As a child, I’d spend hours in my backyard poking around in the dirt. I’d pretend specific plants were magical and “mix” up concoctions. I could be alone with my imagination, whether under the giant pine tree or next to my mom’s garden bed.
But our yard doesn’t offer the same experience for our kids. It’s on a corner heavy with foot traffic and no clear place for them to play in the dirt. So I wanted to make them one – somewhere that was set-aside, just for them. After more than a year of planning – raising a new baby took a higher priority – we finally started building it this spring.
The children’s garden isn’t anything complicated. While there are some amazing outdoor play spaces on Pinterest, we had neither the space or need for anything that elaborate. We just wanted to build something that could hold some dirt. It’s really just a box. Or in fancy garden terms, a raised bed children’s garden.
Unfortunately, the logistics of our yard forced us to employ some engineering skills. Nearly everywhere except our direct front yard and the location of the existing vegetable garden is sloped. To have the box actually lie flat, we had to revise the usual directions on building a raised bed to accommodate our odd location.
Because I’m not the most crafty person ever, I recruited Chris to build the whole thing. (Thanks, honey!)
Here’s what we did:
1. Picked a size for our raised bed children’s garden.
To give both kids enough room to play, we chose a 3X5 box. Obviously, this would differ based on your needs.
2. Evaluated the location.
We decided that rather than dig up some spot in the middle of the yard, we’d put it against the fence. The fence would provide stability, a place for future plants to climb, and a little bit of privacy. Because the ground slopes down from the fence, the two sides of the box were inherently going to be different heights. To figure out the box’s width, Chris measured horizontally from where we wanted the box to start against the fence to the other side. For the height on the non-fence side, he measured down from his first measurement to the ground.
3. Bought and cut the wood.
Chris bought 1X6 planks for the box’s sides. At eight feet long, they were easy to cut into a 3X5 box. We specifically chose cedar, even though they’re pretty expensive. For a children’s garden, we didn’t want pressure-treated wood. While most pressure-treated wood no longer contains a form of arsenic (like it did pre-2003), it still uses nasty fungicides and pesticides. In contrast, cedar also takes a very long time to decompose, but is totally safe. It also smells nice.
4. Built the box for the raised bed children’s garden.
Chris first nailed the main planks into a square. (Note: The width of 1X6 planks are actually 11 1/4 inches, something to keep in mind when buying nails. Chris had to go back and get new nails when he realized the ones he bought would stick out on the other side.) In addition to nailing, he also glued the wood in place for good measure. He then added extra wood pieces in the middle of each side to increase strength, as well as metal brackets in the corners for stability. Because the hill meant that one side of the box was significantly higher than the other, he cut side slats based on the slope of the hill. He then nailed the diagonal pieces to the front and back to match the ground line.
5. Stapled chicken wire and black garden ground cover to the bottom of the box.
We have incredibly aggressive weeds in that area, so we hope this will keep them out as much as possible.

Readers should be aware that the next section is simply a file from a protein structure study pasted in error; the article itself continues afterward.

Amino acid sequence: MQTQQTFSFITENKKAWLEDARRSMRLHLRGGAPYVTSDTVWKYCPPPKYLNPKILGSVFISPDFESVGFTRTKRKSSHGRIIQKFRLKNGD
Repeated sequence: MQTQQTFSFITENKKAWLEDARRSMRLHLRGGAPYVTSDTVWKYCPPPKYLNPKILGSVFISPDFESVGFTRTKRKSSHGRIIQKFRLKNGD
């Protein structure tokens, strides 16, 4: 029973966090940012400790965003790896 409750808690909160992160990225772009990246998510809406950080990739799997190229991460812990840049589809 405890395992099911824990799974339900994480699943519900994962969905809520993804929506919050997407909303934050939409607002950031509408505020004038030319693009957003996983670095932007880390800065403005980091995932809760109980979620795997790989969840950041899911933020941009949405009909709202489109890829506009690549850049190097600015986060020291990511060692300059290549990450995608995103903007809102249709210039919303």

6. Prepared the site.
To prepare the site, we dug out the top layer of soil, as well as a two inch ditch around the site for the box it. Recruiting Sprout, he dove right into pulling weeds and turning over the dirt. He was so excited about it that he kept stealing my giant shovel whenever I turned around.
This part also provided the opportunity to talk about our human impacts on the environment. Before we started digging, a lot of the space was covered with a black plastic ground cloth. When we lifted up the cloth, there were hundreds – maybe thousands – of scurrying ants. (Yes, we’ve had a lot of problems with ants this year.) Clearly, they called this spot their own. I explained to Sprout that while we were still going to build our box, we’d give them the chance to move out before digging up the spot. I also briefly lamented that people often don’t consider impacts on animals when they construct houses and buildings.
7. Placed the box.
This was literally just me picking it up and moving it into place. Preferably without Little Bird standing in the spot. I kept having to move him.
8. Filled the box.
Chris filled the bottom of the box with a couple of inches of gravel, both to reduce the amount of dirt we had to buy and provide another barrier against the weeds. After the gravel, he dumped in enough dirt to almost fill the box. (If you totally fill it, there’s not enough space for the kids to play.) He bought regular garden dirt, but in hindsight I might have brought a filler that’s a little less fine-grained. He also surrounded the box with mulch so the weeds don’t start intruding from the sides.
9. Let them loose!
Not long after we finished it, I knew building a raised bed children’s garden was exactly the right thing to do. Sprout declared, “I’m going to dig a big hole!” and went to work.
A few days later, I let Little Bird go to town. As throwing dirt up in the air is pretty much his favorite activity ever, he was sticking his hands in as soon as he sat down. By the time he was done, his whole face was absolutely speckled in dirt. The only reason I pulled him out was because he was getting dirt in his eyes.
In the future, we’ll probably plant some flowers and vegetables. But for now, just playing in the dirt is perfect.
Thankfully, children are always washable – even if it sometimes takes serious scrubbing.